The E24 was an amazing survivor; consider, for a second, that like the R107 this was a child of the 70s that was still sitting in showrooms at the dawn of the grunge era. The E24 was initially based upon E12 bits and produced by Karmann, but in 1982 updated components from the E28 series were introduced. Finally, a second round of updates were introduced in 1988 as the E28 was phased out, and the E24 received components shared with the E32 and 34 models. New were body-color corner trim caps on the bumpers, ellipsoid headlights, and an airbag steering wheel. The rear air conditioning console, which had been a neat feature on the L6, was now standard. But the big news was under the hood, where the newest version of the venerable M30 – the B35 variant – was now found. The E24 now had over 200 horsepower on tap and freshened looks to see out production:
Just as Rob’s first 911 experience was a Targa and he consequently always has a soft spot for them, my formative BMW experience was my father’s first foray into German automobiles. I was a young teenager when he purchased a 1982 633CSi. Coming from a family that had otherwise had only Toyotas, the 633CSi looked, felt and went in exotic ways I could never have imagined. The tactile sensations remain with me; the bark of the exhaust, the smell of the leather, how unbelievably small and uncomfortable that rear seat was.
He later followed up the 633 with a 1985 635CSi. Though outwardly the only change was larger wheels and the front air dam with integrated spoiler, it felt much more modern. I didn’t know it at the time, but of course that’s because it was – underneath, the E24 had moved to the E28 bits and that really did make a difference when you drove the two back to back. But BMW wasn’t done updating the dinosaur from the 70s quite yet.
1988 saw a host of further upgrades to the chassis even as its planned successor 8-series was completed on the drawing
board computer. Inside the car got an airbag steering wheel, while outside saw revisions to the headlights and bumper caps. But the bigger news was under the hood, where the M30B35 replaced the B34. Moving from the 3.2 to 3.4 motor between the 633 and 635 change had netted only 1 more horsepower for the shark, though it did have more torque. However the newly updated 3.4 really did up performance a few ticks. Now with 208 horsepower and 214 lb.ft of torque, the last of the E24s were the best non-M you could buy in terms of luxury, performance and drivability. It’s no surprise, then, that they’re also generally the most valuable outside of the M range, and this 1989 has been offered with no reserve to the delight of many bidders:
CLICK FOR DETAILS: 1989 BMW 635CSi on eBay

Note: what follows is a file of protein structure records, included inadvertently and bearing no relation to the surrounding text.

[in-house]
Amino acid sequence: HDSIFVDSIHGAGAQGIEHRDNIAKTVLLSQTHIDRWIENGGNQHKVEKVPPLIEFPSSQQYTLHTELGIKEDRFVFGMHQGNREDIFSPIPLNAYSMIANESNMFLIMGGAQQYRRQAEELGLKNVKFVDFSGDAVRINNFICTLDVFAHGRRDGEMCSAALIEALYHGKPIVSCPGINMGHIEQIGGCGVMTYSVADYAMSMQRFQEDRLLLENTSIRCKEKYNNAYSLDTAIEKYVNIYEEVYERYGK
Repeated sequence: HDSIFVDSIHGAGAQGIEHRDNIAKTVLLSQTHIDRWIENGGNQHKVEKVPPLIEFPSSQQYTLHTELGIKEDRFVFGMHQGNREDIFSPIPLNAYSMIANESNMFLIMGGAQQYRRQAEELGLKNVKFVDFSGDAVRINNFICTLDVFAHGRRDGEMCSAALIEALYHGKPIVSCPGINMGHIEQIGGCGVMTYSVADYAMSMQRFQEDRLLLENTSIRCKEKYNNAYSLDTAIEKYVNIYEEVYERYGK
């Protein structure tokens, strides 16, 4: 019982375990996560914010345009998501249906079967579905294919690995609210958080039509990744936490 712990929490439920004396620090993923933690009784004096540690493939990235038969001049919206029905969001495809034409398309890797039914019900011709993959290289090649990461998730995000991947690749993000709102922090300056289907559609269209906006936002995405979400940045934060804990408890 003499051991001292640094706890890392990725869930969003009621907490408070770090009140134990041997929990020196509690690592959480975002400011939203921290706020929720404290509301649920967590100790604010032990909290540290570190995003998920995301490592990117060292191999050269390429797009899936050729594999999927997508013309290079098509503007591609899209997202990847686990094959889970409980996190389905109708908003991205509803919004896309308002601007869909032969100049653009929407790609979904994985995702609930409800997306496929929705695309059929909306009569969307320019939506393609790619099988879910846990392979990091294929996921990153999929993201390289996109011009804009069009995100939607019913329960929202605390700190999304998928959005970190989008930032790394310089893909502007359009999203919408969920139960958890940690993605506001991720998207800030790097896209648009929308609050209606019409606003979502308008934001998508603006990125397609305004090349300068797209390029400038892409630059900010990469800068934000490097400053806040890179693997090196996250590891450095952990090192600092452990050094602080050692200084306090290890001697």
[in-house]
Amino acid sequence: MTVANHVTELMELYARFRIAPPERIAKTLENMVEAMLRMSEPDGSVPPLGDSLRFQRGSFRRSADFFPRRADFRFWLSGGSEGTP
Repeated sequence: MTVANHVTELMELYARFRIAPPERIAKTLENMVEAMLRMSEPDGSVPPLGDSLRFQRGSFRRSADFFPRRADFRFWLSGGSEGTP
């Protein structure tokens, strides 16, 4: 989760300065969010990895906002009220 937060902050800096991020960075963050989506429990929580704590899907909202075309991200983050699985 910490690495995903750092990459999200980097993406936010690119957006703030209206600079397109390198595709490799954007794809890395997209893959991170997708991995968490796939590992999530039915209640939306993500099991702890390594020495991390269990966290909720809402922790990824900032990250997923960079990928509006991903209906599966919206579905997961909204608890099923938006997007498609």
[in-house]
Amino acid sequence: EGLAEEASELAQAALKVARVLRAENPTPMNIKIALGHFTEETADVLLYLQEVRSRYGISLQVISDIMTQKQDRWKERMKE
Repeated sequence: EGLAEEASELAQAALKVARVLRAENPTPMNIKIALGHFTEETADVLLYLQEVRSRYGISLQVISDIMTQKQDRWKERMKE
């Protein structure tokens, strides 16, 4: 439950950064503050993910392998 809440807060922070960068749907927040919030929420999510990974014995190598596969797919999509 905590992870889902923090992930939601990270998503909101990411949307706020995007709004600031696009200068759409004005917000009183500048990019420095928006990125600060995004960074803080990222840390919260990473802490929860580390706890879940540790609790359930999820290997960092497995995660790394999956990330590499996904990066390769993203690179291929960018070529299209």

We have not written up an E24 in the past few months.
‘For shame!’ you should be shouting at your screen, and you’d be right. Quintessentially an 80s car (though designed in the 1970s), the BMW 6-series offered performance, elegance, presence and practicality to the 2-door luxury market. While the Mercedes-Benz SEC might have enjoyed a better reputation and the Audi Quattro was technically more exciting, the E24’s resilient staying power has meant that some 28 years after production wrapped these lovely coupes are still eye catching.
This particular car caught my eye because of a unique combination of factors; the Cirrus Blue Metallic exterior mated with the later bumpers is a rare sight, but inside was a 5-speed manual. How rare is this combination? Well, prepare yourself for one of the most exhaustive (and entertaining) listings we’ve seen in a while:
CLICK FOR DETAILS: 1988 BMW 635CSi on eBay
BMW introduced the E32 generation 7-series in 1987. The car’s design was a successful blend of the old and the new. Traditional styling cues – the four headlights, square kidneys and angular lines – kept the car looking fairly restrained and clearly part of the BMW stable. But it was also eminently more modern-looking than its main competitor, the W126 chassis S-class. And perhaps a bit less stately too. If the Mercedes was a car for high level officials and diplomats, the BMW was a car for the young, new titans of the 80s and 90s; Wall Street bankers, lawyers and real estate tycoons. Both cars still look good today, and each can give even the most budget-conscious, contemporary owner a frisson of ultra luxury, albeit 30 years after the fact. But there are hardly any E32s left on the road these days. Whether because of finicky electronics, poor paint and interior materials or just wayward owners who didn’t care for them as they should have, most have been left to rot in junkyards. This makes this low mileage, nicely specified car an attractive proposition.